Transfusion therapy in hemorrhagic shock

Timothy C Nunez, Bryan A Cotton
Current Opinion in Critical Care 2009, 15 (6): 536-41

PURPOSE OF REVIEW: Bleeding and death from hemorrhage remain a leading cause of morbidity and mortality in the trauma population. Early resuscitation of these gravely injured patients has changed significantly over the past several years. The concept of damage control resuscitation has expanded significantly with the experience of the US military in southwest Asia. This review will focus on this resuscitation strategy of transfusing blood products (red cells, plasma, and platelets) early and often in the exsanguinating patient.

RECENT FINDINGS: In trauma there are no randomized controlled trials comparing the current damage control hematology concept to more traditional resuscitation methods. But the overwhelming conclusion of the data available support the administration of a high ratio of plasma and platelets to packed red blood cells. Several large retrospective studies have shown ratios close to 1: 1 will result in higher survival.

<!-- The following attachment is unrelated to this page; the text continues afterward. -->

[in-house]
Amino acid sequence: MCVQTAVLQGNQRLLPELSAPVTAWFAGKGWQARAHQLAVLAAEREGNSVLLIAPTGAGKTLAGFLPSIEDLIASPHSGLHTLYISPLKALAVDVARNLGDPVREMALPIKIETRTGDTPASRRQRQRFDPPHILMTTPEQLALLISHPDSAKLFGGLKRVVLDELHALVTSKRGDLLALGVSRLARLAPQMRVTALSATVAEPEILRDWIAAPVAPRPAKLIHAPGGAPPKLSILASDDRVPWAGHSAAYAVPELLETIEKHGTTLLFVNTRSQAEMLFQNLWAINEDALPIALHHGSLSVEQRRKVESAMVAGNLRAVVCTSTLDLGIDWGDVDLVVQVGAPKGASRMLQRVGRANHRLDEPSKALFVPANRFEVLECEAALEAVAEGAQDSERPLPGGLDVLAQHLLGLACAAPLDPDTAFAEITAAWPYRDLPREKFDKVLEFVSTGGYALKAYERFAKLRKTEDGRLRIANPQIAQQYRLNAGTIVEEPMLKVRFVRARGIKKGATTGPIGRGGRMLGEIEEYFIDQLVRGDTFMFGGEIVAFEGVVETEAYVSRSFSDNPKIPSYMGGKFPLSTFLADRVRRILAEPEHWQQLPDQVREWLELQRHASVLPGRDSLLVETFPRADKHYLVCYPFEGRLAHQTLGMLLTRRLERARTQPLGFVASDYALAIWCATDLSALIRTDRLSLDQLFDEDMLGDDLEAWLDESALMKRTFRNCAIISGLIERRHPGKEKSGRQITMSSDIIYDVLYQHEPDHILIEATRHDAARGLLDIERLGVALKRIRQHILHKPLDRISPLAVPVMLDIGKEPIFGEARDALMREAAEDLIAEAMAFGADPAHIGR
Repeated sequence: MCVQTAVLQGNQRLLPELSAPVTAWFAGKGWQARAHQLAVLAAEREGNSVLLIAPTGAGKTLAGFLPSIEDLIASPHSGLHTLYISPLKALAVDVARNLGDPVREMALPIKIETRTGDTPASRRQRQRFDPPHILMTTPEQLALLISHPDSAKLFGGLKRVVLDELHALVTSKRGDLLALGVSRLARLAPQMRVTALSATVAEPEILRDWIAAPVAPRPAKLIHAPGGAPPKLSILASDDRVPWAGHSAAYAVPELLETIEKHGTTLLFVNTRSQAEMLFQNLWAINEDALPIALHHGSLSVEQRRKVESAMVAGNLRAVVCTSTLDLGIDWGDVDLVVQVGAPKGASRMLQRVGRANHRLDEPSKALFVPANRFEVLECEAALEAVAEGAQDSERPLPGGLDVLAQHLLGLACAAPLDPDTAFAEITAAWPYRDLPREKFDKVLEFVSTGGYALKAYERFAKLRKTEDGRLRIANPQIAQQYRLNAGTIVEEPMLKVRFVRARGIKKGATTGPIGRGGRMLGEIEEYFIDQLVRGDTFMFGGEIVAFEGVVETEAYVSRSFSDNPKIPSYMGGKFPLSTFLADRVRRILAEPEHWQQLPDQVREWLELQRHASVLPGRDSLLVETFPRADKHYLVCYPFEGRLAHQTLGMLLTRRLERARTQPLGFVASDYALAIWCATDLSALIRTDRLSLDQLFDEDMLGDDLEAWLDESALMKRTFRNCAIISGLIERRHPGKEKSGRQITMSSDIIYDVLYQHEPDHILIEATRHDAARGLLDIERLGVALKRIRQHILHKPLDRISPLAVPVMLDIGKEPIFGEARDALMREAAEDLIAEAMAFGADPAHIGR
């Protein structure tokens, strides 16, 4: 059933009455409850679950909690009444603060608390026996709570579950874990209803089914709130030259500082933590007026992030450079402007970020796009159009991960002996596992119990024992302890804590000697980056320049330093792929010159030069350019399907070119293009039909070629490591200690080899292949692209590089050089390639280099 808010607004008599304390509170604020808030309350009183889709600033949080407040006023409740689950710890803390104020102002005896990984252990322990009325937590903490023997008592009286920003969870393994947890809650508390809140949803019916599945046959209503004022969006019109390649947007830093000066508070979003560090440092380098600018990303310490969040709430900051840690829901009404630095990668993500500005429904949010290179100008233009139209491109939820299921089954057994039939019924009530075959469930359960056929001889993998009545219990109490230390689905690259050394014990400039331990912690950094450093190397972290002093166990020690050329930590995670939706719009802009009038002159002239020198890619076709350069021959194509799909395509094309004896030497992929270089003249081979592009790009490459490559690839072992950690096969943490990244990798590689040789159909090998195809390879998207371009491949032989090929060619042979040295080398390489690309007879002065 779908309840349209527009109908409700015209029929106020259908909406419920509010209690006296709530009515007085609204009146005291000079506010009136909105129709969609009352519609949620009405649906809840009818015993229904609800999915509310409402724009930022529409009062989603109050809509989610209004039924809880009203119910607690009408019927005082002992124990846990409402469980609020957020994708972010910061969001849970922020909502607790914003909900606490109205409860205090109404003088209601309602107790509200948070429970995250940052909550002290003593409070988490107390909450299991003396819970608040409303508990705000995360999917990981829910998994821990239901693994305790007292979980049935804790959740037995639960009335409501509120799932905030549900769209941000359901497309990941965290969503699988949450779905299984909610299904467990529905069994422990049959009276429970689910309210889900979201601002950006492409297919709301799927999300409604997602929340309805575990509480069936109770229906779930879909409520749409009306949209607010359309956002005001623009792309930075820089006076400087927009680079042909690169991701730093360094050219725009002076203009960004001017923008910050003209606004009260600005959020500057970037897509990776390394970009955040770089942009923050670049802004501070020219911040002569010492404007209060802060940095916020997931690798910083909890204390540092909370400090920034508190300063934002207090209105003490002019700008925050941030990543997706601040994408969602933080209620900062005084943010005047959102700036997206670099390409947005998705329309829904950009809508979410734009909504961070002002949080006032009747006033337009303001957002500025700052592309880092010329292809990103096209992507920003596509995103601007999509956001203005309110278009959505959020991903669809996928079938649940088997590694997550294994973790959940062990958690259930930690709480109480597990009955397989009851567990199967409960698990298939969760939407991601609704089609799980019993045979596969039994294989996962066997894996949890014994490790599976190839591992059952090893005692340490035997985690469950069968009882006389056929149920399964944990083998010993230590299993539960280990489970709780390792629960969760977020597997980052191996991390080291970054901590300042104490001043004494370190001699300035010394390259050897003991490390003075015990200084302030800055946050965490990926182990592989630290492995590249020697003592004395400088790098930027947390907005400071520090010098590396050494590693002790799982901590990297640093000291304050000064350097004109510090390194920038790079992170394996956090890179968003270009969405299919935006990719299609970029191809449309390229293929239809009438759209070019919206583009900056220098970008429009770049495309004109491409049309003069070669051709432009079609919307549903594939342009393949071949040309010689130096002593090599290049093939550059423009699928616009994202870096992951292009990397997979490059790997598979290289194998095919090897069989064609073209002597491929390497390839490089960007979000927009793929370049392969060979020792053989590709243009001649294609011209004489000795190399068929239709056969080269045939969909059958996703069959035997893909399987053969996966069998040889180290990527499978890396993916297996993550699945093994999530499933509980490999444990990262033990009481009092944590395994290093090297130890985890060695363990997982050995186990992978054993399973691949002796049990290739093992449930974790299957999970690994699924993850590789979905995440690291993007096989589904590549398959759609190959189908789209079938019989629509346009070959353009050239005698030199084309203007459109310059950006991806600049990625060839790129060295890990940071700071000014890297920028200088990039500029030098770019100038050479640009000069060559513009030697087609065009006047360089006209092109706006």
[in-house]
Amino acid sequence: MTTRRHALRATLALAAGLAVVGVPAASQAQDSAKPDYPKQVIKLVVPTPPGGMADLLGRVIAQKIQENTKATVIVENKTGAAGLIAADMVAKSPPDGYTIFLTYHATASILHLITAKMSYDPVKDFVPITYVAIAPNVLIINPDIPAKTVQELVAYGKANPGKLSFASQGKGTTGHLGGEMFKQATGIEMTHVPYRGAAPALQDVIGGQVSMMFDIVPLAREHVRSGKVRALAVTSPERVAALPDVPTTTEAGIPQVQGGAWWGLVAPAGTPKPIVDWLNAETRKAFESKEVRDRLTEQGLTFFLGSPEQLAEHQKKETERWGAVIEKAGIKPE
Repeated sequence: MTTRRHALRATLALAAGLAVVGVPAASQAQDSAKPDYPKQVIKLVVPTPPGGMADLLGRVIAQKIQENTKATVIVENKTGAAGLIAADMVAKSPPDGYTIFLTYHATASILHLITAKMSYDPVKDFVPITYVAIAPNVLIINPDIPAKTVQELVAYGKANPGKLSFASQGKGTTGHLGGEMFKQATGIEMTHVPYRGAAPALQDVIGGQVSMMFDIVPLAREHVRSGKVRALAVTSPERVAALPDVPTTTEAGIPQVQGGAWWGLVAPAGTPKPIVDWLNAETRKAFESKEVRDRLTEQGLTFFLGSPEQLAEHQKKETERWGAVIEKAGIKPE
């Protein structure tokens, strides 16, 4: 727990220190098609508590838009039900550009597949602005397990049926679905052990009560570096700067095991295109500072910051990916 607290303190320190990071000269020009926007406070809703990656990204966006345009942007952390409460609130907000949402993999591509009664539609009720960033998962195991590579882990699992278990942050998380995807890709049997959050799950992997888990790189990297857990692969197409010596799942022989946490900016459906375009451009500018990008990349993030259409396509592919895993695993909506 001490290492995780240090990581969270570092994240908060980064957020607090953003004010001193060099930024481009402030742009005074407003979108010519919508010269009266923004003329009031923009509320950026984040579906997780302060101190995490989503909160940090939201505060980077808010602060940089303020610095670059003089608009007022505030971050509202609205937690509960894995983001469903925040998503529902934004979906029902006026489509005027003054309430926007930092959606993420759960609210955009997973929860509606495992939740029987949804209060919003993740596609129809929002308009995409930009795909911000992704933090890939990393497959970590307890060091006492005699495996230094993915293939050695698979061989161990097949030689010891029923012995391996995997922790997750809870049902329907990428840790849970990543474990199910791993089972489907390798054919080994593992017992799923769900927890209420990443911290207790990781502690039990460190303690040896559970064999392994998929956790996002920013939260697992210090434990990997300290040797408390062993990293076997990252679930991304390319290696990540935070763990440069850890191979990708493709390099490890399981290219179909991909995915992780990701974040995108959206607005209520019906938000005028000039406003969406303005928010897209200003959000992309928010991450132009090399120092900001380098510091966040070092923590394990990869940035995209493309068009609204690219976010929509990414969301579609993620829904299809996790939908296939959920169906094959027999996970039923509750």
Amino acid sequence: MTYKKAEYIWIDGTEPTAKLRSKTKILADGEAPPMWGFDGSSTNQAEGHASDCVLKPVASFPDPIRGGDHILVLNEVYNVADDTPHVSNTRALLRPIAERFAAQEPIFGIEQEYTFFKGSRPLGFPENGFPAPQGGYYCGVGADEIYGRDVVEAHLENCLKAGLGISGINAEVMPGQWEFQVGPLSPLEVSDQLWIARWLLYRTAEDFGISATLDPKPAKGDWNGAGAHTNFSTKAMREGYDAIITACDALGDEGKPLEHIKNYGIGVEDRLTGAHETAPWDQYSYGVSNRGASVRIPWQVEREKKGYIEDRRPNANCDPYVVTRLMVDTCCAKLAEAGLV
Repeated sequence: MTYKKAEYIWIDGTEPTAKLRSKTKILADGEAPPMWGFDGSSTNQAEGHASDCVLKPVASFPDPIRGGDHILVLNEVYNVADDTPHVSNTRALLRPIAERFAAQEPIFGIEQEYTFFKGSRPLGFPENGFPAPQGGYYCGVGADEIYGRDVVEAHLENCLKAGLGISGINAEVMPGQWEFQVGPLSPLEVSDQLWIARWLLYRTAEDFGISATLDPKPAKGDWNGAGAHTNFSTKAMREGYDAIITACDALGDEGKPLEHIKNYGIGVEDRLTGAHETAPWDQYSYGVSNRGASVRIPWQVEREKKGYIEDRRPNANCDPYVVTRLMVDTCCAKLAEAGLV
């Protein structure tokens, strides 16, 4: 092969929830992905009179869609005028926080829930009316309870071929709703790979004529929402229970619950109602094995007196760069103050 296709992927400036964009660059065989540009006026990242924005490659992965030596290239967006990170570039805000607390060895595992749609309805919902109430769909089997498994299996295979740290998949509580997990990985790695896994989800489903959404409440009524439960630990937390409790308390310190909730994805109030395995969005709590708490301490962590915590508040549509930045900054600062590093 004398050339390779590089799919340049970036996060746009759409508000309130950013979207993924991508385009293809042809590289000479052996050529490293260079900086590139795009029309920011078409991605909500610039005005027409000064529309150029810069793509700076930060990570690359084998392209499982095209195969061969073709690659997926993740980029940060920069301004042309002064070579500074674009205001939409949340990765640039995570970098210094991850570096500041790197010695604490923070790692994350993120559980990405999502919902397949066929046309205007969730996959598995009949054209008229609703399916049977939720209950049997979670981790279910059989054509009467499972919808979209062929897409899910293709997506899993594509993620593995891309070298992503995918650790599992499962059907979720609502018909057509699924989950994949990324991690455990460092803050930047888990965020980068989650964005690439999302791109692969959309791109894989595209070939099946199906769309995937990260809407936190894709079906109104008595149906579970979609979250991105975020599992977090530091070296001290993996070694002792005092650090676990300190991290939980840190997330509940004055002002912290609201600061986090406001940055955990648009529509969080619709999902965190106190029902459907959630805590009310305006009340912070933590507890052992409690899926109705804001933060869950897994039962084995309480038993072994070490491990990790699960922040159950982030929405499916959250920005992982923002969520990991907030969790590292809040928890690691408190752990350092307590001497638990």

SUMMARY: The current evidence supports that the acute coagulopathy of trauma is present in a high percentage of trauma patients. Patients who will require a massive transfusion will have improved outcomes the earlier that this is identified and the earlier that damage control hematology is instituted. Current evidence does not describe the best ratio but the preponderance of the data suggests it should be greater than 2: 3 plasma-to-packed red blood cells.

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